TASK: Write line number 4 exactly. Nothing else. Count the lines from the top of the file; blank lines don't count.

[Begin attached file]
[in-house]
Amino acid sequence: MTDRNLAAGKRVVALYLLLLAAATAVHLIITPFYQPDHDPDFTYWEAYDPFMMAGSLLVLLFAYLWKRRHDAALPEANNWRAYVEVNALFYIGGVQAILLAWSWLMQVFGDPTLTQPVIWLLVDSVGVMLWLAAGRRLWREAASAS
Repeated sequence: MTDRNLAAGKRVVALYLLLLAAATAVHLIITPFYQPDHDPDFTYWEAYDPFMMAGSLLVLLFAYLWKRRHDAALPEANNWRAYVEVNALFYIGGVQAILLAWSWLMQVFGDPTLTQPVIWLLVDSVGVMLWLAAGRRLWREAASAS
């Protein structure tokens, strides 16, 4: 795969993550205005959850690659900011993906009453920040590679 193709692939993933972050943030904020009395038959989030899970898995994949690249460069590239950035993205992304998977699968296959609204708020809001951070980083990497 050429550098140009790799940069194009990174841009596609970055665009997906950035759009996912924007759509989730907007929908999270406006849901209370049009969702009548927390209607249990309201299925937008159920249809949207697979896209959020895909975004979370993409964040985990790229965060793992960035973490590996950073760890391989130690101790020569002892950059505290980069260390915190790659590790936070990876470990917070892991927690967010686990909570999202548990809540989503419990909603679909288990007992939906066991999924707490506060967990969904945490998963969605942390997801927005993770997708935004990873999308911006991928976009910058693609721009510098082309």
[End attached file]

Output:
């Protein structure tokens, strides 16, 4: 795969993550205005959850690659900011993906009453920040590679 193709692939993933972050943030904020009395038959989030899970898995994949690249460069590239950035993205992304998977699968296959609204708020809001951070980083990497 050429550098140009790799940069194009990174841009596609970055665009997906950035759009996912924007759509989730907007929908999270406006849901209370049009969702009548927390209607249990309201299925937008159920249809949207697979896209959020895909975004979370993409964040985990790229965060793992960035973490590996950073760890391989130690101790020569002892950059505290980069260390915190790659590790936070990876470990917070892991927690967010686990909570999202548990809540989503419990909603679909288990007992939906066991999924707490506060967990969904945490998963969605942390997801927005993770997708935004990873999308911006991928976009910058693609721009510098082309």